(Edited. See below.)
We watched the last two episodes of As the World Turns last night. The venerable CBS soap opera, which premiered on radio in 1952 and on TV in 1956, aired its last episode this past Friday. Forty years ago, there were 17 soaps on the three broadcast networks each day; with the passing of As the World Turns, there are now but six. Numerous culprits are cited for the general demise of the soap opera, among them the popularity of time-shifting via the DVR (which is how we watched the final episodes) and the rise of reality TV, which provides a “can-you-believe-that” sizzle fiction cannot. But maybe it’s just time. Like the western, perhaps the soap is simply going out of fashion.
Neither The Mrs. nor I had watched the show regularly in years, but As the World Turns was an important touchstone in my life. My mother started watching it the summer before I was born. While she did her morning chores with the radio on, afternoons it was the TV, and I can see her standing at her ironing board even now, strategically placed so she could see the set in the living room, following her stories. Soaps required a lesser time commitment in those days—I’m old enough to remember when Search for Tomorrow and The Guiding Light were 15 minutes long and ran back-to-back just before lunchtime, although in the late 60s, 30 minutes was the standard, before the jump to hour shows in the mid 1970s. As the World Turns went to an hour in 1975, and I can remember my mother lamenting that extra demand on her time. I suspect there’s a correlation between the decline in soap ratings and the jump to hour-long shows, but I doubt there’s any way to prove it.
I can claim that my mother watched the show and that I picked up the storylines by osmosis, but that wouldn’t be precisely true. Fact is, I watched it, perhaps not religiously, but I kept track of it, for maybe a decade. The CBS affiliate in Madison delayed it from 12:30 in the afternoon to 3:00, so I could see some of each day’s show when I got home from school, and I watched it almost every day in the summers. In college I got hooked on The Guiding Light, too, and followed both of them whenever I could, not giving them up until I got my first full-time job in early 1982.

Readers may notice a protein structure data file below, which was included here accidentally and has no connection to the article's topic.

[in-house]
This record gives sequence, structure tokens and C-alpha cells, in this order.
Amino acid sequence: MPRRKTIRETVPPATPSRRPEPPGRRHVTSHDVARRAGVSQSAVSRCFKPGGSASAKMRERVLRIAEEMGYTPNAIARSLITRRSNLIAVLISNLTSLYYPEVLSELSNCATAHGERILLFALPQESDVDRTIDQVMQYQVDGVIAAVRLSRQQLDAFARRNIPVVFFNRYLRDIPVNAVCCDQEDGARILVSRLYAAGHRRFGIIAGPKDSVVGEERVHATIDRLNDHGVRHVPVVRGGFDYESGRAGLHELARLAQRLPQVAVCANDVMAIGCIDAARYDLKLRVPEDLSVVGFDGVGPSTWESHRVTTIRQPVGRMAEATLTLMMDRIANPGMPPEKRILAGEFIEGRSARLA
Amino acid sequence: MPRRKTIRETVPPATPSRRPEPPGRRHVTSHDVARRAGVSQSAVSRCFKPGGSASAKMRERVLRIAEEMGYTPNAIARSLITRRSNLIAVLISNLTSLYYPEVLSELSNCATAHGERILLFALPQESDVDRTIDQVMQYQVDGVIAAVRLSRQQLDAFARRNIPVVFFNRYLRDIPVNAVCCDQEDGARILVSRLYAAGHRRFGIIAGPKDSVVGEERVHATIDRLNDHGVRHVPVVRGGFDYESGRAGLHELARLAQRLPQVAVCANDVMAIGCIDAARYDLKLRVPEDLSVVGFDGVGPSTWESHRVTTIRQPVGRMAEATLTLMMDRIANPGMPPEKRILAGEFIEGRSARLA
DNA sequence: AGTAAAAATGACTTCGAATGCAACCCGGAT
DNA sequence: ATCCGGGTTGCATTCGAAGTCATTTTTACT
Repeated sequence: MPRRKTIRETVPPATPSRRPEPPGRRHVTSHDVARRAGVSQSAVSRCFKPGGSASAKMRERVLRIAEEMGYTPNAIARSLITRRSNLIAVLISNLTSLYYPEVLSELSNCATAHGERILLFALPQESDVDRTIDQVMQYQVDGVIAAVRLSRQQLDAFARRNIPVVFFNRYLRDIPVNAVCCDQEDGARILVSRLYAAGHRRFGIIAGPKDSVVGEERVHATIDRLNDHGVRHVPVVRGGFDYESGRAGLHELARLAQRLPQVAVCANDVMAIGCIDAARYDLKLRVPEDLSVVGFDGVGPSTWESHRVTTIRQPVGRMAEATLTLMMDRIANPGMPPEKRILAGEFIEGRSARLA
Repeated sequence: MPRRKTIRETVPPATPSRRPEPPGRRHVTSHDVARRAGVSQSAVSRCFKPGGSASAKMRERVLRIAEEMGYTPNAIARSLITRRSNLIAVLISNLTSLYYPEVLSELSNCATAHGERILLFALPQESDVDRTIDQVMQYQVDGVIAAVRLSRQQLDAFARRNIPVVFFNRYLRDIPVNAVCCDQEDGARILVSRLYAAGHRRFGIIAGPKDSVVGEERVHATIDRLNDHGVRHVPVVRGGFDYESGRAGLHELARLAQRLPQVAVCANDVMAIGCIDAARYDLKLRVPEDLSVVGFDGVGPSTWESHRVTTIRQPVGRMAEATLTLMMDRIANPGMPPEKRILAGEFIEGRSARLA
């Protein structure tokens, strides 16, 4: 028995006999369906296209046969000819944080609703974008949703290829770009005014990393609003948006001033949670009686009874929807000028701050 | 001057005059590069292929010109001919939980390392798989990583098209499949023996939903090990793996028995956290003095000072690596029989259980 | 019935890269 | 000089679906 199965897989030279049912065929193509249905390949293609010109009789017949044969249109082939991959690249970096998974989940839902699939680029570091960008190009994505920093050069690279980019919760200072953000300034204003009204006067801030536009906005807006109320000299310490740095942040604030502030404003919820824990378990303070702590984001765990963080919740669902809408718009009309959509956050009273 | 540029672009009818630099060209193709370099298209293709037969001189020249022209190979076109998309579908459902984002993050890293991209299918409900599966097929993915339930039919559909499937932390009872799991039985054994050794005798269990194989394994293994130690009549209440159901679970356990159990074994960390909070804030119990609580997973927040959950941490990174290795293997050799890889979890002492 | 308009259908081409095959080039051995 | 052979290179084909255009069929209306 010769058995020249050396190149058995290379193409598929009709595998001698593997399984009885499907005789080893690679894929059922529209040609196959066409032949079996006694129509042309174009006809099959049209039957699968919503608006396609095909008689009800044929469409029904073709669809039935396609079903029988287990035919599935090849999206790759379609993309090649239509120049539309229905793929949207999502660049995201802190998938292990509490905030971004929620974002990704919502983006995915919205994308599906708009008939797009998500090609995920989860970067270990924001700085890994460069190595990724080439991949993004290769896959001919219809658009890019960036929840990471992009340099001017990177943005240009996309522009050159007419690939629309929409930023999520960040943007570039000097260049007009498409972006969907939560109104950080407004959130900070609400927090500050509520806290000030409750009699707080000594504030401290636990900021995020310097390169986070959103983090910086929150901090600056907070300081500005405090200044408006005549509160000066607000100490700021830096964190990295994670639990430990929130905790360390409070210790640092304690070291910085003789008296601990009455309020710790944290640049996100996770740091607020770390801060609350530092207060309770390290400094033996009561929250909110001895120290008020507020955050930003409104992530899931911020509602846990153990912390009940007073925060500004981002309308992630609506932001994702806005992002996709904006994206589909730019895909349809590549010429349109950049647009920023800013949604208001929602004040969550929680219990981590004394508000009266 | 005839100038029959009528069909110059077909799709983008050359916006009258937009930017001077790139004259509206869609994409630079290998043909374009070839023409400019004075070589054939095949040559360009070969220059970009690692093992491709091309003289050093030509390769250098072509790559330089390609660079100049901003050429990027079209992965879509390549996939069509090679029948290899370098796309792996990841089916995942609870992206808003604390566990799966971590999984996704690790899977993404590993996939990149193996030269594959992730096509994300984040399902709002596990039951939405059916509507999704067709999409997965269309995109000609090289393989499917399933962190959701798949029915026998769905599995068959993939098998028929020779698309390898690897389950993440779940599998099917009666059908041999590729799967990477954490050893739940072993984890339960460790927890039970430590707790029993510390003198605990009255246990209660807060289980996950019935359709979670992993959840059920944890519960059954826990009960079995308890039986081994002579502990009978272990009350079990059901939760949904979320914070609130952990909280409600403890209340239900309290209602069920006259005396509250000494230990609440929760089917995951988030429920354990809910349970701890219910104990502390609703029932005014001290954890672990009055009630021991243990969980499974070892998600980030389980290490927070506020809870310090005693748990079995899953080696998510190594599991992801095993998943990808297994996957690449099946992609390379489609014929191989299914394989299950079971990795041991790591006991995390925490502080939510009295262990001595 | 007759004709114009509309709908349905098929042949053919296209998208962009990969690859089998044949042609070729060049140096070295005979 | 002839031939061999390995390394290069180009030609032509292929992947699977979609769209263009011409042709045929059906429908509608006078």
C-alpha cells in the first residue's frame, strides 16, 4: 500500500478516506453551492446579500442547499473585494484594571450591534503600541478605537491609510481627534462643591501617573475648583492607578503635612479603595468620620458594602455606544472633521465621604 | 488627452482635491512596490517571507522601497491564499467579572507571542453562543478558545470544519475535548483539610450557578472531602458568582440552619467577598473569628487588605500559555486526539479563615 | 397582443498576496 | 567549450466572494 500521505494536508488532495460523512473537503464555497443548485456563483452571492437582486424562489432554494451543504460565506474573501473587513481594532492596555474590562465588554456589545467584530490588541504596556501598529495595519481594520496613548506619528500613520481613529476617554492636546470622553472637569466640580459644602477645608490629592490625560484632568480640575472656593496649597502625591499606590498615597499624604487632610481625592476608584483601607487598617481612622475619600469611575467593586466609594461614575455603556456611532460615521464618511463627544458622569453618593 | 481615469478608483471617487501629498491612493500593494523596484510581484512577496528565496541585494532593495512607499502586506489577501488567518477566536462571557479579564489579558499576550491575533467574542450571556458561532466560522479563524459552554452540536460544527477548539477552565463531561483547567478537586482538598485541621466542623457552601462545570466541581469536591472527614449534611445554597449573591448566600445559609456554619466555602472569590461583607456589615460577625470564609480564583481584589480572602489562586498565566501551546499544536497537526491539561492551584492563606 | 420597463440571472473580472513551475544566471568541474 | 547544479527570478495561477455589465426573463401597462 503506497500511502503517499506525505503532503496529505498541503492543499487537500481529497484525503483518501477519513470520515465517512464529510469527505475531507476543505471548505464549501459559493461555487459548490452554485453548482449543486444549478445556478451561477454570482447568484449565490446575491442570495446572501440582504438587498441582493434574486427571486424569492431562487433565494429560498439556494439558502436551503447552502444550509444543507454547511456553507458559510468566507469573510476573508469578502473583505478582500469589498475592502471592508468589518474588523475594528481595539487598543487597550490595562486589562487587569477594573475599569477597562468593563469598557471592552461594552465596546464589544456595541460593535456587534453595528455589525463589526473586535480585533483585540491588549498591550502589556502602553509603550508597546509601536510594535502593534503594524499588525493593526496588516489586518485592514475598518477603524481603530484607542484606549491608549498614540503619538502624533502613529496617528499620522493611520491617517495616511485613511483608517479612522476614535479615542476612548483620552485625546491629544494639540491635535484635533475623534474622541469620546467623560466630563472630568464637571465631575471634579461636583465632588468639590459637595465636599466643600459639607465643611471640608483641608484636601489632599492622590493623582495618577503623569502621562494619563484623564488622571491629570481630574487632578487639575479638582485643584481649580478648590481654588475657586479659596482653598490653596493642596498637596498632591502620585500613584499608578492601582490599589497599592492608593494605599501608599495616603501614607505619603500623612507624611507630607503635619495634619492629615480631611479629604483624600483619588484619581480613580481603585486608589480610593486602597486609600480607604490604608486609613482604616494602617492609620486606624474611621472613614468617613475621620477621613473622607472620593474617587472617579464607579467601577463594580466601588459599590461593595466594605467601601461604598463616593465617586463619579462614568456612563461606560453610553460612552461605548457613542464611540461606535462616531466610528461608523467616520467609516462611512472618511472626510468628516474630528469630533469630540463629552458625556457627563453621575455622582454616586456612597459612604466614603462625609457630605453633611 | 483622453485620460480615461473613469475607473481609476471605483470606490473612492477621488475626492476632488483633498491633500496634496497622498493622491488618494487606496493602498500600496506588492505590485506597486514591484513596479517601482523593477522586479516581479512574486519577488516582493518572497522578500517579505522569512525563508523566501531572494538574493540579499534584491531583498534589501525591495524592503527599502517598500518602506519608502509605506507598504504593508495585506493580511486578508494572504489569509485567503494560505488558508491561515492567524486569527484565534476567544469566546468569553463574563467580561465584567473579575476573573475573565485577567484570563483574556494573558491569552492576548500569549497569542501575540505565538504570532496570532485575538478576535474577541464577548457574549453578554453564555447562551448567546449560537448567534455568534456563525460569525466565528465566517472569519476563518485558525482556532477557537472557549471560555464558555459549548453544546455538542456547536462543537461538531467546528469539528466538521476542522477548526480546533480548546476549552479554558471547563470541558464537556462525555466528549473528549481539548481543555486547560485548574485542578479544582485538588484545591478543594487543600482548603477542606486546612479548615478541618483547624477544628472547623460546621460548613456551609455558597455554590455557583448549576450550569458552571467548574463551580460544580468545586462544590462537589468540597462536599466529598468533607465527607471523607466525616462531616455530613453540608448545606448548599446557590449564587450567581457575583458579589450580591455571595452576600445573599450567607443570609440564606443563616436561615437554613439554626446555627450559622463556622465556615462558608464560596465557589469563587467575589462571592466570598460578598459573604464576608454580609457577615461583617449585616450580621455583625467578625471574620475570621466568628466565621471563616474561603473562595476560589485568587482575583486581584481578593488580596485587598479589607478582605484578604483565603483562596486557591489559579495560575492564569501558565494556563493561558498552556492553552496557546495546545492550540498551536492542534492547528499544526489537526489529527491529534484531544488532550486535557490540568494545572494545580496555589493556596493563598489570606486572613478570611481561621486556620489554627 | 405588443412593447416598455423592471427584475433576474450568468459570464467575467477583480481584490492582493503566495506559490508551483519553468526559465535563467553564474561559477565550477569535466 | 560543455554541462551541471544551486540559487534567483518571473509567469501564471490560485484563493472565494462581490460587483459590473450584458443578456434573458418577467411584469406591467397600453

It was a combined experience of confusion and nostalgia watching the last two episodes of As the World Turns. One focused on a convoluted story involving the birth of a baby and the revelation of its real father, which would take 500 more words to explain. Another storyline involving a gay couple seemed to have dropped in from an entirely different show, and a third concerned the impending reunion of the show’s super-couple. For old-timers like us, the best stuff involved the actors we watched back in the day: Larry Bryggman as evil Dr. John Dixon, Colleen Zenk Pinter as the ageless Barbara (honestly, she looks exactly the same as she did in the 1970s), Eileen Fulton as Lisa, and Don Hastings as kindly Dr. Bob Hughes, who narrated the final episode and got the final scene with Kathryn Hays, who played his wife for 25 years. Fulton and Hastings joined the cast in 1960, Bryggman in 1969 (although he left in 2004), Hays in 1972, and Pinter in 1978.
At YouTube, I found the show’s closing credits from sometime in the 1970s. The modern version of the show had dropped the theme entirely, and even at the end of the last day, it ran a truncated credit roll squashed under a network promo. What As the World Turns deserved before tailing off into television history was two minutes of fanfare. Its classic theme is surprisingly evocative of watching the show on the family TV set in the living room of the house I grew up in, but also of a state of mind, the way a daily soap becomes part of your mental furnishings in a way a weekly show does not.
If you’d prefer some plausibly related rock ‘n’ roll, click here.
(Late edit: Commenter below has it right. When I was writing this, I thought I remembered seeing that the show had premiered on radio in 1952, but I can’t find the citation, so I must have been hallucinating. It’s happened before.)